Friday, November 09, 2007

II Class Feast of the Dedication of the Basilica of Our Savior

(my own picture from a trip to Rome in 2005)

The Mother and Mistress of all Churches throughout the world, the Church of St. John Lateran, or the Archbasilica of the Most Holy Savior, was the first publicly consecrated. It was built by Constantine, the first Christian Emperor and consecrated by Pope St. Sylvester I on November 9, 324.

The Church of St. John Lateran is the highest ranking of the four patriarchal basilicas of Rome. Its name derives from the fact that the site of the Church was in acient times occupied by the palace of the Roman family of the Laterani. It was originally dedicated to our Savior, the "Basilica Salvatoris." Its further dedication both to St. John the Baptist and to St. John the Evangelist came at a later date due to the adjoining Benedictine monastery of Ss. John and John. Catholic Encyclopedia article: Saint John Lateran.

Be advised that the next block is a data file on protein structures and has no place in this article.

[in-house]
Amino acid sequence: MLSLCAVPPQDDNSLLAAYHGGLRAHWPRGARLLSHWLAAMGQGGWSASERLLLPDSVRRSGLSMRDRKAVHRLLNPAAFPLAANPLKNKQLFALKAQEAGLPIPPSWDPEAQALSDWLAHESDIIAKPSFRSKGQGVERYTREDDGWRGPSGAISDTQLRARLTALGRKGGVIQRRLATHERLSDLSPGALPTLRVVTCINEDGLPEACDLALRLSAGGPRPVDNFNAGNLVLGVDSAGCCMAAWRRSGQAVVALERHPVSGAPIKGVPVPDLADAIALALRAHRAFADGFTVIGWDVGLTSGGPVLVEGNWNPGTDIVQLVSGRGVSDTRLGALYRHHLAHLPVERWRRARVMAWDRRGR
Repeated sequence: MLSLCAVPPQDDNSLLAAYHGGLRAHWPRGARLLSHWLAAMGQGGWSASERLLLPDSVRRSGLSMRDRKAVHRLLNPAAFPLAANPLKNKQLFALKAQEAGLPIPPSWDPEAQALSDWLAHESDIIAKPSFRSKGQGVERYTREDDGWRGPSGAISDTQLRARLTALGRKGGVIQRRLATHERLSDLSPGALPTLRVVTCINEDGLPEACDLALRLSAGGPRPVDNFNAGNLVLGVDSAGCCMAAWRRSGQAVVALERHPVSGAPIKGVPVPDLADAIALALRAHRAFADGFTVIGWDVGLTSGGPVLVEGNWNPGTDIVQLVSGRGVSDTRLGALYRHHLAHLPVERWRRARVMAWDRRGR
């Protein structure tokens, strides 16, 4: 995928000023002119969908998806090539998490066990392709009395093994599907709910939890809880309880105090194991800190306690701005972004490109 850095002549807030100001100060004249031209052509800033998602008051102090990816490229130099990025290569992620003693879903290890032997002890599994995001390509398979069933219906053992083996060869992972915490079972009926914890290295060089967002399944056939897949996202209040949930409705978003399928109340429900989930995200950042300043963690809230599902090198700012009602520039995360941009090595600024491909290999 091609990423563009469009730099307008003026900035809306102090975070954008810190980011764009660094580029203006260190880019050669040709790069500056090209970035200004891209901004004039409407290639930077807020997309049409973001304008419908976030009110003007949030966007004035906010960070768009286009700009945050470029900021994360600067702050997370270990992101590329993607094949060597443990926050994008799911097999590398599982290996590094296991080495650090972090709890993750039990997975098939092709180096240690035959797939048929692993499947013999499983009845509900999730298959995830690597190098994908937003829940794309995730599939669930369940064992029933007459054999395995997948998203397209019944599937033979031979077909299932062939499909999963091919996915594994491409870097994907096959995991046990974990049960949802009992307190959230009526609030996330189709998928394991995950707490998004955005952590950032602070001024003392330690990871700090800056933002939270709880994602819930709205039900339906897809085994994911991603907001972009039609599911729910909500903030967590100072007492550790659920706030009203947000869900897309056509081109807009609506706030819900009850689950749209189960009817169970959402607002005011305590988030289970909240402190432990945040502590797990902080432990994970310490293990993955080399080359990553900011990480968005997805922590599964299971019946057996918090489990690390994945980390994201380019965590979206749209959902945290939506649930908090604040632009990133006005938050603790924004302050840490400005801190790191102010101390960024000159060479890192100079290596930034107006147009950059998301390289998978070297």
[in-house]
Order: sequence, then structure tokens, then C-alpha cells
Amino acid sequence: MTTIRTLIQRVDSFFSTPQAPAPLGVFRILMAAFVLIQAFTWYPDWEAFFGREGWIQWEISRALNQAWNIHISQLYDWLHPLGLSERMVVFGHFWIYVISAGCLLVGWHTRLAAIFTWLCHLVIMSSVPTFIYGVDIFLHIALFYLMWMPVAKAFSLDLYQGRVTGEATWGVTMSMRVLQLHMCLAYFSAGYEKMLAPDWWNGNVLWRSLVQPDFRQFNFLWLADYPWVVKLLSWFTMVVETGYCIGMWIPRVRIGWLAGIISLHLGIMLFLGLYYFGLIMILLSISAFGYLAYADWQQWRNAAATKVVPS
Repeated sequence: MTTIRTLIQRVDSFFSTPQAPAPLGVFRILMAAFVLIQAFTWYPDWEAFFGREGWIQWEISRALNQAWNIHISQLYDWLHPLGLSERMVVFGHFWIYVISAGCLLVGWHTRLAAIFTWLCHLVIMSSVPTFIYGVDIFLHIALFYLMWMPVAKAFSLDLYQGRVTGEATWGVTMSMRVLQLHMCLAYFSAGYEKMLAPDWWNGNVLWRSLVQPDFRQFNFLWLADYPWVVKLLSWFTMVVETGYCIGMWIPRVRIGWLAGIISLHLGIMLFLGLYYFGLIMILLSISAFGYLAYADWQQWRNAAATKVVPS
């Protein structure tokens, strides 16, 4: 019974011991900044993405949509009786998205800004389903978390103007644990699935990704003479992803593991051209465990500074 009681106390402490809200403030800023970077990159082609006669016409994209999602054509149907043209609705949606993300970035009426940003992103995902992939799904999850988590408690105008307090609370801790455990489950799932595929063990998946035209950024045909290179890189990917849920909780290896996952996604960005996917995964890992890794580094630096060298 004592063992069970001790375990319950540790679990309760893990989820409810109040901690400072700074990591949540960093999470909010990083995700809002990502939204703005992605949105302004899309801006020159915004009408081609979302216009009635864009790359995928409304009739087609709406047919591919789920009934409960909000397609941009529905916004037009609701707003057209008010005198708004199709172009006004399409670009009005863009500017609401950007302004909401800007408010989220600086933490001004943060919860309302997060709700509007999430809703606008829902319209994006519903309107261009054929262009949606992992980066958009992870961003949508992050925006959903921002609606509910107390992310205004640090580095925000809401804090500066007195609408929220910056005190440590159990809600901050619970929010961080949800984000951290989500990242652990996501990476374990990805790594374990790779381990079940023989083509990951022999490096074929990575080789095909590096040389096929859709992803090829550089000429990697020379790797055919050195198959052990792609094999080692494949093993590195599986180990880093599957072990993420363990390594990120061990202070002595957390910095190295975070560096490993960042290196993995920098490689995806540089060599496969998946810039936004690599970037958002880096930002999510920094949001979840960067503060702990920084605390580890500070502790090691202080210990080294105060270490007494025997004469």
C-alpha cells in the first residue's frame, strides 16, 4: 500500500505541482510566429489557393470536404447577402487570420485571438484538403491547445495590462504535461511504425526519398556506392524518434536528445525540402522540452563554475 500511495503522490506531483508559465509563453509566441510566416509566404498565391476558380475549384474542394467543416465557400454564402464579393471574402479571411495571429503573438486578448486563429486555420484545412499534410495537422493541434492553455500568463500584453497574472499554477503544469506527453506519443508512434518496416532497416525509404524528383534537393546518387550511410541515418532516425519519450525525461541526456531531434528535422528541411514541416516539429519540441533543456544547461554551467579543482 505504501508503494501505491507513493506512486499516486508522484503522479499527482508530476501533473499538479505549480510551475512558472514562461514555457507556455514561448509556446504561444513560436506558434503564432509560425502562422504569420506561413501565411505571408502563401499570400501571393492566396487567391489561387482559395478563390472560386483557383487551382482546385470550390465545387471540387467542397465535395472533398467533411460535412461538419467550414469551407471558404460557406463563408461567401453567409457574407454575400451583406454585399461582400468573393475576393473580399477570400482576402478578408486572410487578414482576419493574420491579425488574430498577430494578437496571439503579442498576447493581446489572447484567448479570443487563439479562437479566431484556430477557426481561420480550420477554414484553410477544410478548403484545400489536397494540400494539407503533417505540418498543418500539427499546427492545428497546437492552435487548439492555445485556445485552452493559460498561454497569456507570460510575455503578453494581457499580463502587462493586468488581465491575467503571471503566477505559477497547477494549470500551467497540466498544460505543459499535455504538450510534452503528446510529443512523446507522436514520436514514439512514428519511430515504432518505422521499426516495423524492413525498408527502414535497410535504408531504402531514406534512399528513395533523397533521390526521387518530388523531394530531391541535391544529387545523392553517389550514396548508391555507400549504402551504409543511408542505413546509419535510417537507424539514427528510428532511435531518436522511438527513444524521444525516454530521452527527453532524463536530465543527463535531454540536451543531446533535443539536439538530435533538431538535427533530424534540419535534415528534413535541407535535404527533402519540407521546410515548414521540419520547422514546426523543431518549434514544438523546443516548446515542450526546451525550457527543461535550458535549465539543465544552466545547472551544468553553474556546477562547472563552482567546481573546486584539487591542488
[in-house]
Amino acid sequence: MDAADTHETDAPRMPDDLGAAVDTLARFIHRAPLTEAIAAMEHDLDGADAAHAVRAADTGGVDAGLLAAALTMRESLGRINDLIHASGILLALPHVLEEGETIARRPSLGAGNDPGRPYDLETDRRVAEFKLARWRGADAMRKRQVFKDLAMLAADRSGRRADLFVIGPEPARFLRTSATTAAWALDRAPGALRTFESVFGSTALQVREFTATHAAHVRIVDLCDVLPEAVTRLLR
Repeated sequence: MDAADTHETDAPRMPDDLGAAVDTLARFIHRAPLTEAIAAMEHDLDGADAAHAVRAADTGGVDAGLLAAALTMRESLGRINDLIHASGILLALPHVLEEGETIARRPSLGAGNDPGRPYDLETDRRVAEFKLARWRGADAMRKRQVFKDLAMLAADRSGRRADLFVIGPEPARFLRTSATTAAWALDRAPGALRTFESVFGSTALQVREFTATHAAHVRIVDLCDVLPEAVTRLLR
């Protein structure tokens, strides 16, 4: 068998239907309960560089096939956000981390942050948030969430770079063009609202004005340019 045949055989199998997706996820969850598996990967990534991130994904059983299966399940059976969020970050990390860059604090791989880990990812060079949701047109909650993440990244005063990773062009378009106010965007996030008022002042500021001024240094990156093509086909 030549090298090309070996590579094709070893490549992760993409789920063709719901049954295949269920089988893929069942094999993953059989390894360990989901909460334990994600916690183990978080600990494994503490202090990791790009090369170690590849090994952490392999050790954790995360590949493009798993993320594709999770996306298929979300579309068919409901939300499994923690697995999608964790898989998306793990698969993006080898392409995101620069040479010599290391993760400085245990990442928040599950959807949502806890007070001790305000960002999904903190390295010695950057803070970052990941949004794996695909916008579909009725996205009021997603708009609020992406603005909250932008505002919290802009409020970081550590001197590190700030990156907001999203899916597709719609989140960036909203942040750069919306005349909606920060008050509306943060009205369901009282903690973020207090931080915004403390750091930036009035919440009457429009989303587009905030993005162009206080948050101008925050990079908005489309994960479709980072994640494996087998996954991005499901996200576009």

Five ecumenical councils were held at the Lateran (1123, 1139, 1179, 1215, 1512-17). The Fourth of these is justly famous for its exposition of the dogma of Transubstantiation. Perhaps on his return Boniface, much the more knowledgeable historian than I, will be able to offer some insight into the historical importance of each of these councils.

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